I'm a new pastor and my church has recently gone from several months of being on its best behavior ("We want this new pastor to stay!") to more of who they really are. Unfortunately, who they really are is a bit toxic. They are good people, hard workers, and incredibly dedicated to this church, but they are also whiners. Serious whiners.
Just in the past few days I fielded an angry email from one man because the website has not been updated to his specifications and he's TOLD me TWICE how it should be; a 30-minute conversation with a woman who is upset that our church accidentally threw out a $35 box of plastic spoons during a recent renovation (this happened four months ago and she is still at it); a woman who yelled at me for ten minutes during a prayer meeting because she was angry she wasn't asked to serve on the church board, over a dozen minor health complaints (my knee's been hurting, I have a cold, etc.), and general kvetching about our church secretary's work performance (she does a stellar job).
I'm a solo pastor and I work an average of 50-60 hours a week. I'm getting exhausted not from the work of ministry but from the work of dealing with so much whining. I feel like I'm being pecked to death by ducks. Do you have any suggestions for how to better cope with the grumbling? Is there a way to help curtail it, or does the work need to take place in my own head and heart so I can handle it better?
Or perhaps this email shows my true colors - that I am a whiner, too?
A Very Tired Pastor
Muthah+ has a lot of experience from which to share:
Dear Duck Pecked,Been there, done that and the t-shirt is already a dust rag!
If you have judicatory officers that you can depend upon bring them up to date. You don't say how long you have been there. But if this is in your first year of incumbency, I would suggest that you bring in a consultant to help your council and you to deal with the whine.
If you are in your 3rd year, know that 3 years in is just the "Terrible Two's of Parish Ministry": it is the time when everyone complains and then after they don't run you out, they know that they can trust you. It isn't conscious on their part. It is just part of the dynamics. Don't take their whining to heart. It is just the way that this group of people play the "do you love me enough?" game.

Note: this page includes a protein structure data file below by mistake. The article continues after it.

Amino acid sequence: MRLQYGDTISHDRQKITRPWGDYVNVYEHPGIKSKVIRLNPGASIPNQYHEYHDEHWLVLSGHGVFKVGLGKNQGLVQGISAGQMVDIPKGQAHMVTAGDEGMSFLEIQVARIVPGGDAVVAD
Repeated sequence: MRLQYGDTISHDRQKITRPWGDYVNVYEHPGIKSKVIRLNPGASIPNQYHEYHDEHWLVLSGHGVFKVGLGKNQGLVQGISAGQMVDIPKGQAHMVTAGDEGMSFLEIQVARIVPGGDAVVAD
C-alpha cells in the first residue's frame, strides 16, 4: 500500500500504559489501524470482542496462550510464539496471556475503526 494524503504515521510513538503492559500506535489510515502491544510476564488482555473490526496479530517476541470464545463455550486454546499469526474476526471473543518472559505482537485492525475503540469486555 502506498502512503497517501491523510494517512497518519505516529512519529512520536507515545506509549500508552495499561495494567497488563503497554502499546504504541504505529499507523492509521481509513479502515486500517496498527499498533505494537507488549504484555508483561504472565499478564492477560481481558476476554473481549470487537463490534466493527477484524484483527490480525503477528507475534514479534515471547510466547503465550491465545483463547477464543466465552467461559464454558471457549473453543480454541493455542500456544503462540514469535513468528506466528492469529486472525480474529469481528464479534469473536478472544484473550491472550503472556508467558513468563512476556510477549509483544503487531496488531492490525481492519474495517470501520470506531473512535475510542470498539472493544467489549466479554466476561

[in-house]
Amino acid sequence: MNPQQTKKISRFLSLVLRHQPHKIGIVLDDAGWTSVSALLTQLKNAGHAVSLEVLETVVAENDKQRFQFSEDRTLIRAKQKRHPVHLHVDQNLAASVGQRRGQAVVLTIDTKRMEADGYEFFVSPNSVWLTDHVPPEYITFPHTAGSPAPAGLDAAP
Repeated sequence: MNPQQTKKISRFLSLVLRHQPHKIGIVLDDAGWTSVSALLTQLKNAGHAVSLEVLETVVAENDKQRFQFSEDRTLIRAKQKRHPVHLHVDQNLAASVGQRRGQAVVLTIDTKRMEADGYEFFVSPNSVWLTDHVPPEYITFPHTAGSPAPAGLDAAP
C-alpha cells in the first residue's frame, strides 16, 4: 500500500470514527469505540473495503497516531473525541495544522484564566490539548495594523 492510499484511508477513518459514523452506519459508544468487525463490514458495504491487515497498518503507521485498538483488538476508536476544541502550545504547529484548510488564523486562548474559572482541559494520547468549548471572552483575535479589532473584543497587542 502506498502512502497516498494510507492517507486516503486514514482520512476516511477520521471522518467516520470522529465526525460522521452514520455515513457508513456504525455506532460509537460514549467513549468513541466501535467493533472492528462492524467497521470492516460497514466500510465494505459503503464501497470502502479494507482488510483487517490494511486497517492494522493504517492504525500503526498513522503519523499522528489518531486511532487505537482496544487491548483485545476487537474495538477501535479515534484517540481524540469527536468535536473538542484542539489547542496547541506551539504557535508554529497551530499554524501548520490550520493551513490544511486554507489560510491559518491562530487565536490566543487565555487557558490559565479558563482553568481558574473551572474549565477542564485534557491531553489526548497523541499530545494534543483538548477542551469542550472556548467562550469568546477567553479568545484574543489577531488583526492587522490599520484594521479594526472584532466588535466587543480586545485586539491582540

1. If there is a lay leader in the parish who understands group dynamics a bit talk with them about what you are doing and why.
2. Force yourself to get the rest you need. And keep a regimen of self-care. This is the first thing to go in a parish like this and this is the reason that they are successful in running out their pastors. If you are self-differentiated enough to take care of yourself and still be their pastor, you may pattern a new way for them to be parishioners.
3. Find someone to monitor your pastoral care: a therapist who can help you keep differentiated or a spiritual director that you can see regularly. If you have to travel to do so, travel. The time away will be healing.
4. Keep a scheduled time for prayer. I know you live in a fish bowl and everyone thinks they have a right to your time. But your prayer time IS work time. And it needs to take priority over every other thing that you do. All too often folks in the church do not understand that prayer is the bedrock of ministry and we can't or shouldn't do it without it.
5. If your secretary is competent, support him/her. Part of the pastor's job is to protect her staff. Ignore the 'red pencil clack'. We all make mistakes and the parish bulletin is where errors are found most if the red pencil crowd is bored.
Duck-pecked, you are in the midst of ministry. There are some parishes that just do that to their pastors and then wonder why we leave. Let them know gently that you don't like it, but they may be unable to change. Just love 'em a lot and ignore their jibes. They may be able to see what you are doing as an example of Christ's love for them.
Invest in the whole series of the Vicar of Dibly and laugh.
Dear Very Tired Pastor,
I used the term "pecked to death by ducks" at least twice last week, so we're totally on the same page. Some of the compaining/whining I've heard has been legit, so I've dealt with those things accordingly (usually by notifying a committee chair). On the other hand, some has also been trivial and could have easily been handled without my involvement on any level.
It's good to have your intuitive senses on the alert and get a sense of who is always going to give you that "pecked to death" feeling. I can name half a dozen here. They are lovely people, but when I see them coming, I know I'm going to come out of the conversation either feeling like I've misbehaved OR having a few tasks to perform that he/she could easily have done themselves.